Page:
Tian-Chyi Yeh

Professor, Hydrology / Atmospheric Sciences

Member of the Graduate Faculty

  Dr. Yeh presently holds a Professor in the Department of Hydrology and Water Resources at the University of Arizona (number 1 ranking in Hydogeology by US News) and an Adjunct Professor at the Department of Resources Engineering, National Cheng Kung University, Taiwan, Republic of China. Department of Soil, Water, and Environmental Science, The University of Arizona, Tucson, Arizona; Department of Earth & Environmental Sciences, University of Waterloo. Professor Yeh is also an outstanding lecturer of Department of Education, China to Jilin University, China.       Professor Yeh is an internationally renowned leader in stochastic/numerical analysis and laboratory/field investigations, as applied to heterogeneity effects on flow and solute transport in the saturated and unsaturated geologic media.  He pioneered stochastic analysis of the effects of spatial variability on flow in unsaturated geologic media; he discovered and developed the theory of moisture-dependent anisotropy for unsaturated hydraulic conductivity, which has significantly advanced our understanding, characterization, and prediction of unsaturated and saturated zone processes.  His three classic papers on this subject have been referenced 624 times since their publications.  Dr. Yeh also was the first to explore the conditional simulations and inverse modeling of flow and transport processes in variably saturated geologic media.  He recently invented the sequential successive linear estimation technique as an innovation that overcomes difficulties of the traditional inverse modeling technique.  This innovation has led to the development of robust hydraulic, tracer, electrical resistivity tomography, and stochastic fusion methods to image the subsurface heterogeneity.  The impact of his innovation is well-documented by the number of citations of his two recent papers:  Hydraulic tomography: development of a new aquifer test method (147 citations since 2000, 9.8/yr) and characterization of aquifer heterogeneity using transient hydraulic tomography (95 times since 2005, 9.5/yr). These two papers revolutionize the way we collect and analyze data for characterization of hydraulic properties the subsurface.   Success of the stochastic fusion method brings about his concept of exploiting naturally occurring stimuli (storm, earthquake, river stage, lightning, etc.) as energy sources for basin-scale subsurface tomographic surveys. He believes this new concept is the future of hydrologic sciences and other disciplines of environmental sciences and engineering.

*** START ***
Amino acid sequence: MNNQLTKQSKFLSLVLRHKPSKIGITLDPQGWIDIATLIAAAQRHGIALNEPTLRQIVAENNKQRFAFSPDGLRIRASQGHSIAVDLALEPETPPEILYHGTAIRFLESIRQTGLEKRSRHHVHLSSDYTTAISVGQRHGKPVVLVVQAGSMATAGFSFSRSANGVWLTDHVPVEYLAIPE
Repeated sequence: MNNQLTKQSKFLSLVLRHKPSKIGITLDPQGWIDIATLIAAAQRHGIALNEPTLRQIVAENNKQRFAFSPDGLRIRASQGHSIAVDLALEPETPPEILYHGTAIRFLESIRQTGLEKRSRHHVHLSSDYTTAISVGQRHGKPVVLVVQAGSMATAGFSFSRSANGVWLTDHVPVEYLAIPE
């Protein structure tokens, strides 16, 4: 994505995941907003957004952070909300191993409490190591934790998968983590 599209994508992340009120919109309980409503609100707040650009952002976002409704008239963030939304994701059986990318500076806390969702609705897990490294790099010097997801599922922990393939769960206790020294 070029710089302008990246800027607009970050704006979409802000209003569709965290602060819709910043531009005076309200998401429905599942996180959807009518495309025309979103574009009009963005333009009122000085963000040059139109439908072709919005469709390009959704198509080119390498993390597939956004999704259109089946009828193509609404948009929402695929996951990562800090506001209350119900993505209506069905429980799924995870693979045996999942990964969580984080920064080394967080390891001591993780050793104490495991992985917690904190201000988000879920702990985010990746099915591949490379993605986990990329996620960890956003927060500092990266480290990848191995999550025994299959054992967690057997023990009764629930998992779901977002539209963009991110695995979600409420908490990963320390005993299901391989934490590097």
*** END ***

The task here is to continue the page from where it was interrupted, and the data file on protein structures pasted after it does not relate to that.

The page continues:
Offering Research Opportunities?


Prerequisite Courses

numeric, fluid mechanics, hwr516, hwr535, hwr 645

Majors Considered

subsurface hydrology

Types of Opportunities

Description of Opportunity

No description given

Start Date

August 2016

Primary Department

Affiliated Departments

Research Location